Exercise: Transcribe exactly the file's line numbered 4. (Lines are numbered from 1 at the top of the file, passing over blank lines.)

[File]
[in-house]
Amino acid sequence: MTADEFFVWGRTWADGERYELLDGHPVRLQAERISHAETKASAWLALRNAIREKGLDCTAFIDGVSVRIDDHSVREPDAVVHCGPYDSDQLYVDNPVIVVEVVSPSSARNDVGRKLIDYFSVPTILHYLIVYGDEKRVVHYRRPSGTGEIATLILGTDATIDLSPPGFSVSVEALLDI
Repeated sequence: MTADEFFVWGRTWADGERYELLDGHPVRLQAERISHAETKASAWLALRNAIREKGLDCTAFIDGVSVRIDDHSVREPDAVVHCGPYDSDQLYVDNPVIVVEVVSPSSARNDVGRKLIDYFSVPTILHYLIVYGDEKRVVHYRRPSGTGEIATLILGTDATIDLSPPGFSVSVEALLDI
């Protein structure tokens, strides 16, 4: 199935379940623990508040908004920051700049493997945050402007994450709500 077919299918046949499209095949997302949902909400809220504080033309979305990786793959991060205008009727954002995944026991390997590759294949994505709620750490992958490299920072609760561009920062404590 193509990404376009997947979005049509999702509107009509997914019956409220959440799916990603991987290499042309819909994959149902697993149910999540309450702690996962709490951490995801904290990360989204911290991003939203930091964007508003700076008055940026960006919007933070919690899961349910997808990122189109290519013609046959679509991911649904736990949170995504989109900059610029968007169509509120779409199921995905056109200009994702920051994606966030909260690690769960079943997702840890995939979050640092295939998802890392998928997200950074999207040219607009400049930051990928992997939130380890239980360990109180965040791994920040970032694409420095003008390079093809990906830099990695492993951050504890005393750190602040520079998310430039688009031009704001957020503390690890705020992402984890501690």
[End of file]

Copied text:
């Protein structure tokens, strides 16, 4: 199935379940623990508040908004920051700049493997945050402007994450709500 077919299918046949499209095949997302949902909400809220504080033309979305990786793959991060205008009727954002995944026991390997590759294949994505709620750490992958490299920072609760561009920062404590 193509990404376009997947979005049509999702509107009509997914019956409220959440799916990603991987290499042309819909994959149902697993149910999540309450702690996962709490951490995801904290990360989204911290991003939203930091964007508003700076008055940026960006919007933070919690899961349910997808990122189109290519013609046959679509991911649904736990949170995504989109900059610029968007169509509120779409199921995905056109200009994702920051994606966030909260690690769960079943997702840890995939979050640092295939998802890392998928997200950074999207040219607009400049930051990928992997939130380890239980360990109180965040791994920040970032694409420095003008390079093809990906830099990695492993951050504890005393750190602040520079998310430039688009031009704001957020503390690890705020992402984890501690």